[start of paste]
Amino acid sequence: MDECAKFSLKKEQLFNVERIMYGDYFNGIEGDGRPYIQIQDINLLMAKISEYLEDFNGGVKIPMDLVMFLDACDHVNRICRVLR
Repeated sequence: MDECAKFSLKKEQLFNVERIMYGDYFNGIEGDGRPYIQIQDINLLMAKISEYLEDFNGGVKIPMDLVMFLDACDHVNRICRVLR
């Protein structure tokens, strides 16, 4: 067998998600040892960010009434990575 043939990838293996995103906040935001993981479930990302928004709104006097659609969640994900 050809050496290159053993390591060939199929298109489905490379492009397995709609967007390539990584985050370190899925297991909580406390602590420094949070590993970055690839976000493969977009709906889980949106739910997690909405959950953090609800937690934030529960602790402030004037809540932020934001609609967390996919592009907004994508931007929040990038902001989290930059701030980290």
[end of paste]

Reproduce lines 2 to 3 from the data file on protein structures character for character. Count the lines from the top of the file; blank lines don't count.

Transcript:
Repeated sequence: MDECAKFSLKKEQLFNVERIMYGDYFNGIEGDGRPYIQIQDINLLMAKISEYLEDFNGGVKIPMDLVMFLDACDHVNRICRVLR
């Protein structure tokens, strides 16, 4: 067998998600040892960010009434990575 043939990838293996995103906040935001993981479930990302928004709104006097659609969640994900 050809050496290159053993390591060939199929298109489905490379492009397995709609967007390539990584985050370190899925297991909580406390602590420094949070590993970055690839976000493969977009709906889980949106739910997690909405959950953090609800937690934030529960602790402030004037809540932020934001609609967390996919592009907004994508931007929040990038902001989290930059701030980290």